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If you really want to do this, you have to become a pedagogue first and train yourself in cooking second. This involves: Decide which specific skill you want to work on. Example: judge the doneness of pie crusts. Read the theory on the subject. Yes, there are books which explain how pie crusts work. Assess how far you are in your current skill. How ...


1

If you can I can roast a chicken, bake bread, improvise a dinner with what's in the fridge, etc...you've got some skills. So, the question becomes...what is your goal? You clearly can follow recipes, but want to get better. I would take several approaches to upping your game. First, search for techniques that you are less comfortable with. Find recipes ...


1

This is a difficult question to answer. I you can roast a chicken, try stewing... if you can fry, try poaching instead. You want to "step up your game" by learning new techniques or by learning new recipes? IMO, the penultimate are desserts and in particular pastries and confectioneries where techniques and measurements are really important. I would ...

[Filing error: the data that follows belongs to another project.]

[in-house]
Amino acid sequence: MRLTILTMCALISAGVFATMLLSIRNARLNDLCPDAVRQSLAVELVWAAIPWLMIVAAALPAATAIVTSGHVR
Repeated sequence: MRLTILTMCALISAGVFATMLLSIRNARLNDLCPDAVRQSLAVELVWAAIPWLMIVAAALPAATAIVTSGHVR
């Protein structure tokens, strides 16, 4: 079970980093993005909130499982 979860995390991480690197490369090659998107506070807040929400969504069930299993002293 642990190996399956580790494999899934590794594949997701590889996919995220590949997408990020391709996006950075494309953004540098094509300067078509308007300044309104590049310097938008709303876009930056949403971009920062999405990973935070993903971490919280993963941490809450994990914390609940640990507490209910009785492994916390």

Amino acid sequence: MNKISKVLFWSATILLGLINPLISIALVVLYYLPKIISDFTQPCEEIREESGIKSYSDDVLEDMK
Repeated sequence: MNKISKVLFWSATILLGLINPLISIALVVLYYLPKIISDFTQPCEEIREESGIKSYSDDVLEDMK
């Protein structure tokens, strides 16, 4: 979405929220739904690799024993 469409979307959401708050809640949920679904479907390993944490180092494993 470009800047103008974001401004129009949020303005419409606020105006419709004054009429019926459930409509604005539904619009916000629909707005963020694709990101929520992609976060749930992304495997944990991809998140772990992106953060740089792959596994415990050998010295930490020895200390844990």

7

In my view this is pretty simple: make things you want to eat. As long as you cast your net wide enough as you look for recipe ideas, there will always be new things that you'd love to eat and will learn something from making. And as long as you want to eat the food, you'll be motivated enough to actually follow through and do it. Most of the time, this ...


2

This is really going to depend on where you're headed. What direction do you want your next step to be in? I think generally knowledge like this will flow pretty organically: You know how to roast a chicken. Decide you want your chicken to be more moist. Learn how to braise a chicken. Decide you want to add more flavor to your braise. Learn how to make ...


0

He probably didn't "destroy" them...all knives dull with use depending on what you are cutting, what you are cutting ON, frequency of use...etc. Whether you slice, dice or chop, you should get in the habit of sharpening and honing your knives regularly. Higher quality blades stay sharp longer (and take a sharpening better), but over time, all knives need ...



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